IEEE updates network standards to aid Ethernet, low-power devices

End-users and vendors of industrial Ethernet equipment are gaining more flexibility in assigning Ethernet-type numbers and receiving guidance on supplying power to low-power data terminal equipment with local area network (LAN) connectivity. Changes came when the Institute of Electrical and Electronics Engineers Standards Association (IEEE-SA) Standards Board approved o...

08/01/2003


Piscataway, NJ — End-users and vendors of industrial Ethernet equipment are gaining more flexibility in assigning Ethernet-type numbers and receiving guidance on supplying power to low-power data terminal equipment with local area network (LAN) connectivity. Changes came when the Institute of Electrical and Electronics Engineers Standards Association (IEEE-SA) Standards Board approved on July 11 two amendments to its IEEE 802 wired network standards. IEEE 802a allows vendors to assign Ethernet Type numbers without depleting the number space, and IEEE 802.3af addresses the power topic.

IEEE 802a, also known as "Ethertypes for Prototype and Vendor-Specific Protocol Development," gives vendors a small number of Ethernet Type values they can assign as protocol identifiers for prototype and experimental use. Until now, vendors applied for values from the limited Ethernet Type number space for both development and the final protocols. This led to wasted numbers. IEEE 802a allows for prototype and experimental protocols without consuming type values and for permanent protocol identifier values to be assigned without consuming type values.

IEEE 802.3af, also known as "Carrier Sense Multiple Access with Collision Detection (CSMA/CD) Access Method and Physical Layer Specifications—Data Terminal Equipment (DTE) Power Via Media Dependent Interface (MDI)," defines how to feed power over balanced cabling to data terminal equipment having IEEE 802.3 interfaces. The power level is limited by cabling physics and regulatory considerations. The standard specifically addresses a new class of low-power devices with IEEE 802.3 LAN connectivity. These projects were sponsored by the IEEE Computer Society.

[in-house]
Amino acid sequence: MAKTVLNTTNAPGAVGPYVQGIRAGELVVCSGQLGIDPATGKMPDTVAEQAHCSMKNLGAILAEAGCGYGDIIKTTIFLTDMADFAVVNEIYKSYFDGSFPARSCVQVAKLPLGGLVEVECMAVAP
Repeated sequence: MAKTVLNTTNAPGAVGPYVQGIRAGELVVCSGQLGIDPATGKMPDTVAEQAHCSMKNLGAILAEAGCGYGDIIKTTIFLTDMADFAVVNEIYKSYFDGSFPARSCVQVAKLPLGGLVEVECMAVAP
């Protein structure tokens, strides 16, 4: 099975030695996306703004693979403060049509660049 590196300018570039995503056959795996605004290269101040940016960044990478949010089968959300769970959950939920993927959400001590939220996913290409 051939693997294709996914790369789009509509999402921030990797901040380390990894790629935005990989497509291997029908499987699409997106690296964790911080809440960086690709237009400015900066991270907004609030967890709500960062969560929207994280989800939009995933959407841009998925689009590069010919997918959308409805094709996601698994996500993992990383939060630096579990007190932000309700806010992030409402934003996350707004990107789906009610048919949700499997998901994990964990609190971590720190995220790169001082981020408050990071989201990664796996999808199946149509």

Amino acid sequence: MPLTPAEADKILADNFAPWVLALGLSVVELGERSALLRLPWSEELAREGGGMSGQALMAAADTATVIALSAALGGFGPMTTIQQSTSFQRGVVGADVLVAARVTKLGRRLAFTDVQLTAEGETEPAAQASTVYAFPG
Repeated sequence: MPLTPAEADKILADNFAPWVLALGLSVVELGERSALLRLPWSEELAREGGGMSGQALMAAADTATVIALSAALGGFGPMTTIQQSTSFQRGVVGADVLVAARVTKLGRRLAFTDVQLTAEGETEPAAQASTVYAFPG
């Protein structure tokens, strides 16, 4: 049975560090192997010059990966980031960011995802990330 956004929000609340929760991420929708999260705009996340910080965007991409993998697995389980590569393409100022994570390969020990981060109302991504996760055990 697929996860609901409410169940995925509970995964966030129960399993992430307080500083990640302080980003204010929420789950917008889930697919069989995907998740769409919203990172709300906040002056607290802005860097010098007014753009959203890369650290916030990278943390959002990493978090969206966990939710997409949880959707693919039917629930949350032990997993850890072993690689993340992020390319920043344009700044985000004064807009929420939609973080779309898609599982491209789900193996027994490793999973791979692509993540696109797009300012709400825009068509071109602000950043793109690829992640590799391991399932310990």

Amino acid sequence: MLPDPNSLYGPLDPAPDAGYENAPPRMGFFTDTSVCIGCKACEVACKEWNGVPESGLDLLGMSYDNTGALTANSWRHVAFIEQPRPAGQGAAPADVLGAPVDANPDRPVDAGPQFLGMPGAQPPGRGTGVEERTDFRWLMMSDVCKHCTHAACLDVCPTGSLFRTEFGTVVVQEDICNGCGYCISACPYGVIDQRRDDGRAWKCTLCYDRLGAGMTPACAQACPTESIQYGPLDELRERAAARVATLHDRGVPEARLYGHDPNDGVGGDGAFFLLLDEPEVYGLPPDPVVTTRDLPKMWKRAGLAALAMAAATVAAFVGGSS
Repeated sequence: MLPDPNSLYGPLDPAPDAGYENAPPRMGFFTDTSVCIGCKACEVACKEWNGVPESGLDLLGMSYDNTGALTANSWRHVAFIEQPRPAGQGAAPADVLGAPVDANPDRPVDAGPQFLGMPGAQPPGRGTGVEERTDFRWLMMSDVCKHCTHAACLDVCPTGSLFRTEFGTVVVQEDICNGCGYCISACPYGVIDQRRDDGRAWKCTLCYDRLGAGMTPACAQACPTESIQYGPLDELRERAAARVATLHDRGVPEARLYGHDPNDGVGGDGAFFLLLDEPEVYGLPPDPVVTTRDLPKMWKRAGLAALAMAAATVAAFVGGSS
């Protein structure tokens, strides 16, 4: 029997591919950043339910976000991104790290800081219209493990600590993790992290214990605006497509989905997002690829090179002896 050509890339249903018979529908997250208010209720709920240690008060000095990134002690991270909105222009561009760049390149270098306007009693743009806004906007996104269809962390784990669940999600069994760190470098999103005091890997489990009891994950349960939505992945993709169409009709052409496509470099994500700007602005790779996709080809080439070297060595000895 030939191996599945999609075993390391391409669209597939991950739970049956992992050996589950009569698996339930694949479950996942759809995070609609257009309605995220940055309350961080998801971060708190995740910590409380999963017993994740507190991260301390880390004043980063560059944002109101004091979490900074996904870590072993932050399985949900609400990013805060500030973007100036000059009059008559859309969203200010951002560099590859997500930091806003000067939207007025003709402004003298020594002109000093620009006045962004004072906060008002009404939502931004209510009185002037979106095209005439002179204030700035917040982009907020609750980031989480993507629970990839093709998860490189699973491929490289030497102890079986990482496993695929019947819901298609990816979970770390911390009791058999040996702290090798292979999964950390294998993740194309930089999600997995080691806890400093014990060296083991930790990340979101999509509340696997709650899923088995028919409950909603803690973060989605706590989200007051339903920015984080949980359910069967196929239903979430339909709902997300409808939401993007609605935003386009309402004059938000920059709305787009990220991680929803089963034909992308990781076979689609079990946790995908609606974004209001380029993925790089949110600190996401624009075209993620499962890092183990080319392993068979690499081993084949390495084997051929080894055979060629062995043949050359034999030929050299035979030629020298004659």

IEEE Standards Association develops consensus standards through an open process that unites diverse parts of an industry. These standards set specifications and procedures to ensure that products and services are fit for their purpose and perform as intended. IEEE-SA has a portfolio of more than 870 completed standards and more than 400 standards in development. More than 15,000 IEEE members worldwide belong to IEEE-SA and voluntarily participate in standards activities.

For more information, visit standards.ieee.org or www.ieee.org .





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